The Journal The Authority on Global Business in Japan

Starting this year, Cole Haan will team up with Mercedes-Benz as co-title sponsors of the Mercedes-Benz–Cole Haan Cup. This will be the first time the illustrious global lifestyle brand has collaborated with the iconic German marque to co-sponsor the event.

In an exclusive interview with The Journal, President and Representative Director of Cole Haan in Japan Gregory C. Dinges speaks openly about the company’s past, present, and future brand strategy in Japan. Dinges also speaks about his enthusiasm for golf and his high expectations for the upcoming tournament.

Why did you decide to be co-title sponsor of this tournament?
Cole Haan is a great brand, started in 1928—so we are approaching 100 years. This is our 21st year in Japan. We have a great heritage that we are very proud of but, equally, when we became an independent company, we had a vision to build on that heritage.

So I think that, as we go through that process here in Japan, being a co-title sponsor of this illustrious tournament is a great opportunity to share that vision with people and, most importantly, the people in the chambers of commerce—whether they are Americans, Canadians, Europeans, or Japanese—many of whom are already consumers of our brand.

How does the tie-up with Mercedes-Benz complement your brand?
From a brand positioning point of view, we are taking Cole Haan—a heritage brand—to new places. Part of our new vision for the company is that we are a brand for extraordinary people. That’s not meant to be snobbish, because everybody can, and should, be extraordinary.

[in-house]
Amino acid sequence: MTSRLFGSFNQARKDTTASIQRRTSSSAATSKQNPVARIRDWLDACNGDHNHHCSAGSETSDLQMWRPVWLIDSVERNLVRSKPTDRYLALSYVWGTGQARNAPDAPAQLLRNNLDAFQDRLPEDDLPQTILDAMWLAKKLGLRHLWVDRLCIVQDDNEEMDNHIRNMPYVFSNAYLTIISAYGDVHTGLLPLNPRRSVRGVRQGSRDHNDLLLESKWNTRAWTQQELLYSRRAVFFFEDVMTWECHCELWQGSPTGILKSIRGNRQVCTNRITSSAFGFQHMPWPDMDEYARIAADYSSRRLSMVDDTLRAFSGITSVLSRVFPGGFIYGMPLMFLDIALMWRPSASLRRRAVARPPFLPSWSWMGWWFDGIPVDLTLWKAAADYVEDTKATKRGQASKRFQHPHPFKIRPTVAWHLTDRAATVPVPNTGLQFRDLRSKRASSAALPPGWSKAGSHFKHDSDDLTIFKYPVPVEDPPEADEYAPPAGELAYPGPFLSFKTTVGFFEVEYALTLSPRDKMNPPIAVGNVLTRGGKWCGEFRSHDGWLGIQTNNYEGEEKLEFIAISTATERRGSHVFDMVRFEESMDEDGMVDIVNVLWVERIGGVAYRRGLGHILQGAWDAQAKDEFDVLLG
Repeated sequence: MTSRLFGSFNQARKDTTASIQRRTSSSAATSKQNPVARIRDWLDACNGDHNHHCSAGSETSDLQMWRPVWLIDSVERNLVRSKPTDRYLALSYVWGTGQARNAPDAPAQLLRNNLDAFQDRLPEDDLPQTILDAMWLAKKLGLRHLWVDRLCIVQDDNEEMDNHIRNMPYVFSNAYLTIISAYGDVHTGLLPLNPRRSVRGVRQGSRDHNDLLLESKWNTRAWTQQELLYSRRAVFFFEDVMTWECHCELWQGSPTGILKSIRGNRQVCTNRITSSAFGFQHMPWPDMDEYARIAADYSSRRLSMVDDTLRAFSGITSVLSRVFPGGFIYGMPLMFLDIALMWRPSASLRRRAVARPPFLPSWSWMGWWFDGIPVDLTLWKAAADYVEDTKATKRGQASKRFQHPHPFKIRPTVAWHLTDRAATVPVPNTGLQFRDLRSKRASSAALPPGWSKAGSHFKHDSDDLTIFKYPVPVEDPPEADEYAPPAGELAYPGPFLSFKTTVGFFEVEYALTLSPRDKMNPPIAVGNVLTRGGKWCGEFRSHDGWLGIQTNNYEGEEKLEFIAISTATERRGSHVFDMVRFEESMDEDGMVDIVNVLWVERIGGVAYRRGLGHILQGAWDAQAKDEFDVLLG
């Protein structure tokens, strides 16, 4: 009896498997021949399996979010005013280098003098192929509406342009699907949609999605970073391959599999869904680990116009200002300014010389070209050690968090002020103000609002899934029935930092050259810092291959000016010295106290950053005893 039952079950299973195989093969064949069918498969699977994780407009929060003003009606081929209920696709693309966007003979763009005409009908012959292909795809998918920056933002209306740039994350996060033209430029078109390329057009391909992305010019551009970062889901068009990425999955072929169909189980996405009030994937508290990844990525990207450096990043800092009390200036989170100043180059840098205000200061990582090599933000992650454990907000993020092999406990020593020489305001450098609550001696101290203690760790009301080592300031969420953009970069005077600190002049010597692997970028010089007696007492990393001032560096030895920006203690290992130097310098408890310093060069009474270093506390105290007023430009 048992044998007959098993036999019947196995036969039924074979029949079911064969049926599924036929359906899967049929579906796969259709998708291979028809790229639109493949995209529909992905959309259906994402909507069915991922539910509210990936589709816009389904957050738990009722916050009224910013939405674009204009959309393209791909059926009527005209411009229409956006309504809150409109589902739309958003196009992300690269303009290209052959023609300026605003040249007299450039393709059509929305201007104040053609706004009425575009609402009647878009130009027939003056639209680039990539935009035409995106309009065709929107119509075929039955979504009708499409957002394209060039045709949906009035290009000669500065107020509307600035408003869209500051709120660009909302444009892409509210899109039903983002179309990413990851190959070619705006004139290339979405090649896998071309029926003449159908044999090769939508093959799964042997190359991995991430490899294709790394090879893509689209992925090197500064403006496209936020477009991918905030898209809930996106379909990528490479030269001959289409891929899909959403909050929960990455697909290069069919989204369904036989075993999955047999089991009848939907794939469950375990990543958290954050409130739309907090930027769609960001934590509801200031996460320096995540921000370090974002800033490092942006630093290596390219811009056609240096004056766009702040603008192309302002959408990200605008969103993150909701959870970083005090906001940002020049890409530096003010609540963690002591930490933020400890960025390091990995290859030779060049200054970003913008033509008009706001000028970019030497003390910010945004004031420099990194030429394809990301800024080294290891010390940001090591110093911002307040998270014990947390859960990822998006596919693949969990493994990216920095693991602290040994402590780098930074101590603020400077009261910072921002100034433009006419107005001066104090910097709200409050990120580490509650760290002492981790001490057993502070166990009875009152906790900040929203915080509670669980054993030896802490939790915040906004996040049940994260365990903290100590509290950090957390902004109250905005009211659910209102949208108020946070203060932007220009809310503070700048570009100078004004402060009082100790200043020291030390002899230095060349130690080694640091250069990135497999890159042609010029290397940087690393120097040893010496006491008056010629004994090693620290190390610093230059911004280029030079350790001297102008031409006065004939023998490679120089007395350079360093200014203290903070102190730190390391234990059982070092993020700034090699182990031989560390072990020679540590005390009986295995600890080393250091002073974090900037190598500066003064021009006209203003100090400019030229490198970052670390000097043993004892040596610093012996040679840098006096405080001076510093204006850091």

So we really seek to deliver a product to extraordinary individuals, and we want to be passionate advocates for the extraordinary. We think that customers of Mercedes-Benz, obviously, fit that bill.

Furthermore, the real core of our brand positioning is this elegant collision, if you will, of fashion with performance and innovation, and that is just a great fit for Mercedes-Benz—who produce very beautiful and elegant performance-driving machines—as well.

Can you say something about the community aspect of this tournament?
Golf is a great game that you can do individually and also in teams. Obviously, the great Ryder Cup-esque nature of this competition between North Americans and Europeans—but in an Asian setting—goes to the heart of our DNA and to the core of much of the business community here. What’s really great, though, is that we can bring together so many people from both sides of the Atlantic and Pacific with this event.

What can you tell us about your golfing experience and expectations for the tournament?
I aspire to be an amazing golfer. My father developed golf courses as a property developer when I was a child—so I’ve been around the game my whole life. Although I’m a pretty good hacker, I have no excuse to have a lack of practice or experience. Still, I’m looking forward to the tournament, but I don’t think I’m going to be challenging anybody for the trophy. I’ll be there having a good time and, along with our partners from Mercedes-Benz, I’ll be there to celebrate the winners.

Briefly, what can you tell us about Cole Haan’s expansion plans both here and abroad?
We’ve got plans in Europe, the Middle East, and Latin America that are exciting, but our biggest growth opportunities are in Asia. And Japan is the heart of our Asian business—as I said, we’ve been here for nearly 21 years.

We opened the first new concept or flagship store, anywhere in the world, here in Ginza, Tokyo. So Japan—where we have 70 stores—is a crucial market for Cole Haan. China, South Korea, Southeast Asia, are all going to be very crucial markets for us, too.